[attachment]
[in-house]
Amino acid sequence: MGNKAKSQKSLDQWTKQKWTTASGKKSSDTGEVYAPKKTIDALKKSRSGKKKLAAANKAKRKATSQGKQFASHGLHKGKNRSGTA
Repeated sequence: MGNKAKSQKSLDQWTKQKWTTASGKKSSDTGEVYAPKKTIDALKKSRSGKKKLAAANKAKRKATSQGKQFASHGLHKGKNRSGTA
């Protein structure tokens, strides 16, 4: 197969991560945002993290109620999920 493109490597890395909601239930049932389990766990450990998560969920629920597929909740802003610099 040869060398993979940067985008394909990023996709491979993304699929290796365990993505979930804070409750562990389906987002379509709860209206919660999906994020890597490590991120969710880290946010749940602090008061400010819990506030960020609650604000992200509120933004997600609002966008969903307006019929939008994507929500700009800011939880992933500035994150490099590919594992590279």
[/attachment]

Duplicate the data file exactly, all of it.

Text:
[in-house]
Amino acid sequence: MGNKAKSQKSLDQWTKQKWTTASGKKSSDTGEVYAPKKTIDALKKSRSGKKKLAAANKAKRKATSQGKQFASHGLHKGKNRSGTA
Repeated sequence: MGNKAKSQKSLDQWTKQKWTTASGKKSSDTGEVYAPKKTIDALKKSRSGKKKLAAANKAKRKATSQGKQFASHGLHKGKNRSGTA
């Protein structure tokens, strides 16, 4: 197969991560945002993290109620999920 493109490597890395909601239930049932389990766990450990998560969920629920597929909740802003610099 040869060398993979940067985008394909990023996709491979993304699929290796365990993505979930804070409750562990389906987002379509709860209206919660999906994020890597490590991120969710880290946010749940602090008061400010819990506030960020609650604000992200509120933004997600609002966008969903307006019929939008994507929500700009800011939880992933500035994150490099590919594992590279």